At the request of our readers, we have launched a “Deals of the Week” feature. Every Monday morning we offer our Bargain selections. Here are some of the best deals on firearms, hardware, reloading components, and shooting accessories. Be aware that sale prices are subject to change, and once clearance inventory is sold, it’s gone for good. You snooze you lose.
Come on, admit it — who wouldn’t like to have a .300 Winchester Magnum in their personal arsenal. Here’s a chance to pick up a nice Rem 700 in .300 WM for under $650.00. The Model 700 Long Range features a 26″ heavy varmint barrel mated to Remington’s Long Action. This model comes with a Bell and Carlson M40-type tactical synthetic stock with dual front swivel studs for a sling and bipod. The 700 Long Range also features an aluminum bedding block for accuracy. The trigger is the externally-adjustable X-Mark Pro, factory set at 3.5 pounds.
Right now Nikon is running a “Rock your Rimfire” promotion with instant savings of up to $50.00 per scope. With this program, you get a super-low price at time of purchase — there are no rebate forms to fill out or delays. While a variety of Nikon rimfire scopes are on sale currently, we think the most attractive deal is the Nikon 4-12x40mm Prostaff scope with BDC (bullet drop compensation) reticle. Right now, this scope is just $99.95 at Grafs.com. That’s a steal.
Bullet-maker Bart Sauter used this RAVpower portable charging unit to power his LabRadar chronograph at a short-range shooting match. He reports: “I bought a RAVPower pack from Amazon. It was the most powerful cell phone charger they had and it was reduced to $31. It was able to run the LabRadar for two full days without recharging and still had juice.” This unit has impressive specs: “4.5A Output: Highest output in the market, featuring a 4.5A total output capable of simultaneously charging two tablets, making it faster and more powerful than the rest. Exclusive iSmart Technology… ensures fastest and most efficient charge.”
Need quality .22 LR rimfire ammo at an affordable price? Consider Norma. Most folks think Norma only produces centerfire ammo and cartridge brass. As a result, people haven’t been looking for Norma rimfire ammo. Their loss is your gain. Accurate, reliable Norma .22 LR ammunition is in-stock right now at leading online vendors. This is good quality ammo, made in Europe. Bullets.com has Norma Tac-22 ammo in stock at $5.25 per 50-rd box (SKU: BL7819). In addition, Bullets.com offers Norma Match-22 ammunition at $7.50 per 50-rd box (SKU: BL11887).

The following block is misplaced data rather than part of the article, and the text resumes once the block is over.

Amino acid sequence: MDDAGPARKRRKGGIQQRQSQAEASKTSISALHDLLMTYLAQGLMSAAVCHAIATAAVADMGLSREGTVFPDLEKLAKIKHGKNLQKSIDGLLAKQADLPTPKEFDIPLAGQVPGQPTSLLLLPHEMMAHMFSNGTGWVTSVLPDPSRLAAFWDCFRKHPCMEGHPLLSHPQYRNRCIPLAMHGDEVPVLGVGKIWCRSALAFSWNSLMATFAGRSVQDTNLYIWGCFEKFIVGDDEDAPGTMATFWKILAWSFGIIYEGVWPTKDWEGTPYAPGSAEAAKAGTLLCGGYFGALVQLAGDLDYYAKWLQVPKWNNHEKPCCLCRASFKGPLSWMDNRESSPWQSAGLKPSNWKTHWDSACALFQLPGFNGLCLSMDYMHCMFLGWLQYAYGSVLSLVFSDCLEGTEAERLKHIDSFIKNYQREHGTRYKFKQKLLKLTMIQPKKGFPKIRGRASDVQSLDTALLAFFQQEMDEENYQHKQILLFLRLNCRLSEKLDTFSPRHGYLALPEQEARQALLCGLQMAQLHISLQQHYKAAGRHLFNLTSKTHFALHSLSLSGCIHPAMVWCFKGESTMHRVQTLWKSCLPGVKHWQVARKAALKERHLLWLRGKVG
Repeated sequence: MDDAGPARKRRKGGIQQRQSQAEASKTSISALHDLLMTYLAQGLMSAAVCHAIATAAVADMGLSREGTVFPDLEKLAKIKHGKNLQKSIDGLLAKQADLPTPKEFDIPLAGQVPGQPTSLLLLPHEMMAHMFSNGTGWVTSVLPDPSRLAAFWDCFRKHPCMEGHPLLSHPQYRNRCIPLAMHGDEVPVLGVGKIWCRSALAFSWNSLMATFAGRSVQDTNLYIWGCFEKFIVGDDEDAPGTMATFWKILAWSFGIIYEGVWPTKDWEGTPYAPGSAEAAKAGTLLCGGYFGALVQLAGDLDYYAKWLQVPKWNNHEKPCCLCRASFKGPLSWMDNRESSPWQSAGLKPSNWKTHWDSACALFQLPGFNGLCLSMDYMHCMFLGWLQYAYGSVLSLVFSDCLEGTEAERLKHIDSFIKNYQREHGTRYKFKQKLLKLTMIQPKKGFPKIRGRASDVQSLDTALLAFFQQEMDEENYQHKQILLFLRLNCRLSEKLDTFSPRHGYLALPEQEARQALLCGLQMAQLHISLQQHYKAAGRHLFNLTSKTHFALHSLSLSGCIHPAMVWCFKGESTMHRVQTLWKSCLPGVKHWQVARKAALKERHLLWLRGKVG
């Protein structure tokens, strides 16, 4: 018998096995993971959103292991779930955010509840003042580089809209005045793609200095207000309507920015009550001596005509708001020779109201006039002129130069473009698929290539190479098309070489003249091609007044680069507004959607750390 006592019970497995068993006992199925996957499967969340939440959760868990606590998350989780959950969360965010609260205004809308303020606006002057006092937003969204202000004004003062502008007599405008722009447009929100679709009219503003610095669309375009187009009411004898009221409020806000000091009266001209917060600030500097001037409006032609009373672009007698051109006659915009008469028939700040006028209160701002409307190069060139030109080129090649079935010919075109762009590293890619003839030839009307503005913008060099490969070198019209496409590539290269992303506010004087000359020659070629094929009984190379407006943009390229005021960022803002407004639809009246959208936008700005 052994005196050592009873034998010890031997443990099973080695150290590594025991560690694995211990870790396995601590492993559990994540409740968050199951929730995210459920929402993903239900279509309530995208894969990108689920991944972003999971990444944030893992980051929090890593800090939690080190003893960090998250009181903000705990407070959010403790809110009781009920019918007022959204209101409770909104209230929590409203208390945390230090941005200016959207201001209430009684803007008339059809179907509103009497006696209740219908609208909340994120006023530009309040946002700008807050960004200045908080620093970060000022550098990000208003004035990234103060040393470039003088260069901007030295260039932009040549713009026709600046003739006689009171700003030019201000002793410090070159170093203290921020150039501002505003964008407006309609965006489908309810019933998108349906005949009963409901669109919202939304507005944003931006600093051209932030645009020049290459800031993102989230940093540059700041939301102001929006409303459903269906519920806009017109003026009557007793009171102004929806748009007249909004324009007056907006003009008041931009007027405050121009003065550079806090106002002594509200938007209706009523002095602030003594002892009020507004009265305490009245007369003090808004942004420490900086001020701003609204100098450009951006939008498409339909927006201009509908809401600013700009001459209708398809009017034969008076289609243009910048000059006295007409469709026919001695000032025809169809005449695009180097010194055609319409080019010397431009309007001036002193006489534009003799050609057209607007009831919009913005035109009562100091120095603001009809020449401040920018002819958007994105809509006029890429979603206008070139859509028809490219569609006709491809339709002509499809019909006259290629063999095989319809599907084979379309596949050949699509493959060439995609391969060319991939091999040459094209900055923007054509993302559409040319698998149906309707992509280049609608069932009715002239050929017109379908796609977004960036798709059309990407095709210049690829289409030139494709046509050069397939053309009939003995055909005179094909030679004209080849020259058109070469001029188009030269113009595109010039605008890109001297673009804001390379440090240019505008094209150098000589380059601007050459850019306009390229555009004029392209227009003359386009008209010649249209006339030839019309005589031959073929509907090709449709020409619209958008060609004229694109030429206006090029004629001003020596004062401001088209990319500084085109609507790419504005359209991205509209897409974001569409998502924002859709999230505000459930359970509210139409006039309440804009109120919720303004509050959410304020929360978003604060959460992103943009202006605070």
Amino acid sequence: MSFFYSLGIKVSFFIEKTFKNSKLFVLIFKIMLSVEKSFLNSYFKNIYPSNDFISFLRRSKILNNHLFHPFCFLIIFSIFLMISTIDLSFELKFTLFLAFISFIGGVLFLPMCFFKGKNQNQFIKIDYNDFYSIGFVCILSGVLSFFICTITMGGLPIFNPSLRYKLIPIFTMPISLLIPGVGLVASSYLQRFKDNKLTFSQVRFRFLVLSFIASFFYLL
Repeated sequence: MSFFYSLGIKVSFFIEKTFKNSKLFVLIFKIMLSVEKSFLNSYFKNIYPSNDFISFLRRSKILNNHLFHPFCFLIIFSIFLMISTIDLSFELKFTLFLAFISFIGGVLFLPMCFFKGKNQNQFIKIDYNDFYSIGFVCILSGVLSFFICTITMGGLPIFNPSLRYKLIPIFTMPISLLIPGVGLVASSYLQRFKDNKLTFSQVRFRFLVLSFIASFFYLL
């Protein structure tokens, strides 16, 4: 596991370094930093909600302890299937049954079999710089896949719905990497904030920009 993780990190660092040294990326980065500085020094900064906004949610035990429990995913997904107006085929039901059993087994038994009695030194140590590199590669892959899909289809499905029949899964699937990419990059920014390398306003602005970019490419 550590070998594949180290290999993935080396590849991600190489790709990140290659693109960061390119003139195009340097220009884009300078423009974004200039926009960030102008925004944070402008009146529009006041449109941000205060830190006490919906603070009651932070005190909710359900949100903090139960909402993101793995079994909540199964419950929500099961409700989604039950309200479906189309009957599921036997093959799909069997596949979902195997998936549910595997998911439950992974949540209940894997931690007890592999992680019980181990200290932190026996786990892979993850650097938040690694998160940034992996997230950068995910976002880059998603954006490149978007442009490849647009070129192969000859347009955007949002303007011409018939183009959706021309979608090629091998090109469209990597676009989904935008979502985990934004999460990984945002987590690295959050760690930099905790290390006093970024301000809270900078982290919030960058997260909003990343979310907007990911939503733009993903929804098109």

Everyone needs a good .22 LR rimfire handgun, and the Browning Buck Mark is a classic. This stainless, bull barrel version is marked down this week to $379.99. That’s a very good price. Buckmarks, with their excellent triggers and great ergonomics, are fun to shoot and VERY accurate. This is a pistol you can keep for a life-time and pass on to your kids. Browning says: “Every Buck Mark starts out as a solid piece of aircraft-grade 7075 aluminum alloy, and then is CNC machined to exacting tolerances. The crisp single-action trigger, hand reamed chamber, target crowned barrel and finely adjustable target sights mean the Buck Mark comes ready for fun straight from the box.”
6. Widener’s — Norma 203B and 204 Powders on Sale
Looking for an excellent powder for your .308 Win, 6BR, or other small-to-midsized cartridge? You should consider Norma 203B. This Bofors-made powder is essentially the same as Alliant Reloder 15, which has set many records in the 6mmBR and 6mm Dasher cases. Right now Norma 203B is on sale at Wideners.com for just $19.95 per pound. That’s a great deal for an outstanding propellant. Other vendors charge up to $29.00 per pound for Norma 203B. Widener’s also has 8-lb jugs of Norma 204 powder is also on sale now for $139.00 (which works out to $17.35/lb). Norma 204 has a burn rate similar to H4350.
7. Amazon — Kowa 60mm TSN-601 Spotting Scope Body
If you are looking for a rugged, reliable, and affordable spotting scope to watch flags, mirage, and shot spotting discs, this angled-body Kowa TSN-61 will do the job. These Kowa spotters have been used successfully for years by prone and High Power competitors. Sure the glass is not as sharp as the latest top-of-the-line HD spotting scopes, but the TSN-61 is a small fraction of the price of high-end models which can run $2000 or more. The money you save can buy four premium hand-lapped barrels. NOTE: This item is the scope body only. Eyepieces are sold separately — expect to pay $260.00 – $300.00 for a Kowa 20-60X Zoom eyepiece.
8. Harbor Freight — Ammo Box and LED Light Super Savings
Here are two great deals from Harbor Freight — both coupons are good through the end of March, 2016. We like these plastic ammo boxes better than metal .30-cal milsurp ammo cans because the plastic boxes are lighter, don’t rust, and they are much kinder and gentler to human shins and vehicle interiors. This $2.99 compact LED light works great to illuminate the interior of your gun safe. At this price you can buy three and keep a spare for your Emergency kit or vehicle glove compartments.
Share the post "Bargain Finder 27: Accurateshooter’s Deals of the Week"
Do you find that the crosshairs in your scope get blurry after a while, or that you experience eye strain during a match? This is normal, particularly as you get older. Focusing intensely on your target (through the scope or over iron sights) for an extended period of time can cause eye strain. Thankfully, there are things you can do to reduce eye fatigue. For one — breathe deeper to take in more oxygen. Secondly, give your eyes a break between shots, looking away from the scope or sights.